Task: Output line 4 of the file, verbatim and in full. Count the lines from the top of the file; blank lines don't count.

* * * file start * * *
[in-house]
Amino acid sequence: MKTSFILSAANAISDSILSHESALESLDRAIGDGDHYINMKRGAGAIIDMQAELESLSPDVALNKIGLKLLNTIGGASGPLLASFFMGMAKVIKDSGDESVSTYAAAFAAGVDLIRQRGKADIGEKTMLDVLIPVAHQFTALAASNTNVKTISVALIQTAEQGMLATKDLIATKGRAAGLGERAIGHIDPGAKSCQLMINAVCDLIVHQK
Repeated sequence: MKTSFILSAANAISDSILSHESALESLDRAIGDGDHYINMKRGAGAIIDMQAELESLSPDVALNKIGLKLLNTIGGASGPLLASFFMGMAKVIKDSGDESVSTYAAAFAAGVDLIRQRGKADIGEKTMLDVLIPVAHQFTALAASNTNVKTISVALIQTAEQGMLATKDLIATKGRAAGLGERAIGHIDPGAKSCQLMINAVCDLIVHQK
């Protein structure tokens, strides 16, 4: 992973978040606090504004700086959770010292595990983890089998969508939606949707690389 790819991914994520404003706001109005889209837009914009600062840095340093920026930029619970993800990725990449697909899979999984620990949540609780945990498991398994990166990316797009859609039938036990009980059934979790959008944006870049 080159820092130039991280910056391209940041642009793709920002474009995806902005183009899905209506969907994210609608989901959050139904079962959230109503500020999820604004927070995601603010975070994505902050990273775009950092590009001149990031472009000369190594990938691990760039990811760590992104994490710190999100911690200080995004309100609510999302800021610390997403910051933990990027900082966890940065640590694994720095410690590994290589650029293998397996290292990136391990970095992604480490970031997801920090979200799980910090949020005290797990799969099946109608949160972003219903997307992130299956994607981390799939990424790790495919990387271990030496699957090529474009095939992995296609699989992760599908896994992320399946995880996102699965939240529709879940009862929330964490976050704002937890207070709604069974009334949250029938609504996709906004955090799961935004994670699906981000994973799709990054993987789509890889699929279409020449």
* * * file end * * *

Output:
């Protein structure tokens, strides 16, 4: 992973978040606090504004700086959770010292595990983890089998969508939606949707690389 790819991914994520404003706001109005889209837009914009600062840095340093920026930029619970993800990725990449697909899979999984620990949540609780945990498991398994990166990316797009859609039938036990009980059934979790959008944006870049 080159820092130039991280910056391209940041642009793709920002474009995806902005183009899905209506969907994210609608989901959050139904079962959230109503500020999820604004927070995601603010975070994505902050990273775009950092590009001149990031472009000369190594990938691990760039990811760590992104994490710190999100911690200080995004309100609510999302800021610390997403910051933990990027900082966890940065640590694994720095410690590994290589650029293998397996290292990136391990970095992604480490970031997801920090979200799980910090949020005290797990799969099946109608949160972003219903997307992130299956994607981390799939990424790790495919990387271990030496699957090529474009095939992995296609699989992760599908896994992320399946995880996102699965939240529709879940009862929330964490976050704002937890207070709604069974009334949250029938609504996709906004955090799961935004994670699906981000994973799709990054993987789509890889699929279409020449």